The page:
James William Guercio

James William Guercio (born July 18, 1945) is an American music producer, musician, songwriter and director. He is well known for his work as the producer of Chicago's early albums as well as early recordings of The Buckinghams and Blood, Sweat & Tears. He has worked briefly in the motion picture industry as a producer and director. In the mid 1970s, Guercio managed the Beach Boys and was a member of their backing band.

James William Guercio
Born (1945-07-18) July 18, 1945 (age 77)
Other namesJim Guercio
OccupationMusic producer, songwriter, movie producer, director
Spouse(s)Lucy Angle Guercio
Parent(s)Grace Guercio (1923-2010)
James Guercio, Sr. (1922-1998)

Early life and music industry accomplishmentsEdit

Guercio was born on July 18, 1945, in Chicago, IL to James Guercio, Sr (1922-1998) and Grace Guercio (née Williams, October 11, 1923 – August 23, 2010). He is of Italian, German, Irish, Scottish and English ancestry. He has 4 brothers and 2 sisters. As a child, he was friends with future Styx keyboardist and vocalist Dennis DeYoung.

Guercio moved to Los Angeles in the mid-1960s and began working as a session musician and songwriter. He played on several recordings, wrote Chad & Jeremy's 1966 Top 30 pop hit "Distant Shores", and is listed as a "contributor" to Frank Zappa's 1966 debut album Freak Out! (he was briefly a member of the Mothers of Invention prior to the album's recording). Hired by Columbia Records as a staff producer, Guercio began working with the Buckinghams and helped them create four big 1967 hits including two Top Tens — "Don't You Care" and "Mercy, Mercy, Mercy" — and two singles which peaked immediately outside the Top Ten: "Hey Baby (They're Playing Our Song)" and "Susan".[1]

During his college years in Chicago, Guercio had become friends with saxophonist Walter Parazaider. Parazaider invited Guercio to hear his new band, The Big Thing, and Guercio offered to manage and produce them. He relocated the band to Los Angeles in 1968, convinced them to change their name to The Chicago Transit Authority, and arranged for them to appear in local clubs where they quickly became popular. While recording their first album for CBS/Columbia, Guercio was also approached about producing a second album for Blood, Sweat & Tears. Both of these highly successful albums were released in 1969, and Blood, Sweat & Tears won Guercio an Album of the Year Grammy Award.[2]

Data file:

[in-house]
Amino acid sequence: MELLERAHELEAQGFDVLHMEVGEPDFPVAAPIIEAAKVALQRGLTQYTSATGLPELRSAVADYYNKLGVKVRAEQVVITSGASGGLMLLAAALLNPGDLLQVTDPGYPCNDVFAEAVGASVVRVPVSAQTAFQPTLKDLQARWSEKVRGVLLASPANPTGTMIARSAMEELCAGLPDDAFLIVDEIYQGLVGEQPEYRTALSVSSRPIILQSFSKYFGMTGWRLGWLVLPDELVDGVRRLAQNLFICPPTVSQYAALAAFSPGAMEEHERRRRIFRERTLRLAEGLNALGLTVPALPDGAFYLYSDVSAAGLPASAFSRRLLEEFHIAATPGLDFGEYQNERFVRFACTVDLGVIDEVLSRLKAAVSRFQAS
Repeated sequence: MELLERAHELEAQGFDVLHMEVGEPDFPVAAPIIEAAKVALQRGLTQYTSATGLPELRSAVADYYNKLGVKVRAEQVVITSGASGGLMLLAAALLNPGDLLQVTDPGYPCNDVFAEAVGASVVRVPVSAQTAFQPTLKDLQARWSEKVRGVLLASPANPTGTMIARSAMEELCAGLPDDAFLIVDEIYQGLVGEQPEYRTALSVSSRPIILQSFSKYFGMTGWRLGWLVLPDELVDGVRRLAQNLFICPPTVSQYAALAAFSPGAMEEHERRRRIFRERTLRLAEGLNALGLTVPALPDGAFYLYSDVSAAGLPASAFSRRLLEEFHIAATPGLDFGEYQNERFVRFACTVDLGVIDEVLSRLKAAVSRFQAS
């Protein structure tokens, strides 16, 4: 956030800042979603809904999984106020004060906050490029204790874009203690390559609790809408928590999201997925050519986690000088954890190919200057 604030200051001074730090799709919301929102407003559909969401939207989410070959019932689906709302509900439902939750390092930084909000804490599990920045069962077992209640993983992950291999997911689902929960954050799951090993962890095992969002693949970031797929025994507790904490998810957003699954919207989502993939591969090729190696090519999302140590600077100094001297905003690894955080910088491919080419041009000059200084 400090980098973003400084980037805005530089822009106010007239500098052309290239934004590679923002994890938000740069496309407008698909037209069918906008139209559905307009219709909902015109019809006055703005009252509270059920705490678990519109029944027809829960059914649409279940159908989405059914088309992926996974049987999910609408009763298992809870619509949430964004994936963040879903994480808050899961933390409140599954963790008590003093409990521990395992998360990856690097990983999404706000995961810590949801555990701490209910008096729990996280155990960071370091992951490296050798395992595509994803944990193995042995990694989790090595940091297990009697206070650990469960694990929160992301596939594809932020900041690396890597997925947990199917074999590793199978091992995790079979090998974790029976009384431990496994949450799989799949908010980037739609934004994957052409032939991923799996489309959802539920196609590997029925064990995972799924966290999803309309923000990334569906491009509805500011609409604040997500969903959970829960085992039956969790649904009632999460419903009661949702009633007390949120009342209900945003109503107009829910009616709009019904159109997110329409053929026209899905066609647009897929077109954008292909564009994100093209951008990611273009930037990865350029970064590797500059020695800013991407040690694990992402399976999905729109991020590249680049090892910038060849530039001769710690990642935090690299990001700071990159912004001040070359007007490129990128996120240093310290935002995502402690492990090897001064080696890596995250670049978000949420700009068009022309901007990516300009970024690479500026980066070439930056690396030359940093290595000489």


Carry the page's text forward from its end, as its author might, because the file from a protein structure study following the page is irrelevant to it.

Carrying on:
In 1969, Guercio shortened the band's name to Chicago and worked with them on a second album, Chicago II. Both this album and the original The Chicago Transit Authority featured long recordings which were moderately popular on FM stations, but when Guercio edited several tracks down to a radio-friendly 3-minute length—including single versions of "Make Me Smile", "25 or 6 to 4", and "Beginnings"—Chicago became a huge commercial success. Guercio would ultimately produce eleven albums for the band (including five straight number 1 pop albums, starting with Chicago V) and 17 Top 25 singles.

Guercio's attention was not only on the big-time artists. In 1969 he encountered street poet and musician Moondog, going on to produce two albums with the eccentric character; on the second he performed vocals with Moondog and the artist's daughter. Guercio produced the Firesign Theatre's single "Station Break", which was released in November 1969 (and later appeared on the Forward Into the Past anthology), and in April 1970, Guercio produced the "Shoes for Industry" segment of their classic LP Don't Crush That Dwarf, Hand Me the Pliers. In addition, both Dwarf and Firesign's earlier How Can You Be in Two Places at Once When You're Not Anywhere at All were labelled with "Poseidon Productions: A Division of James William Guercio Enterprises Inc." He even joined The Beach Boys in the mid-1970s as a bass player in live shows and as their manager, before returning to solely working with Chicago.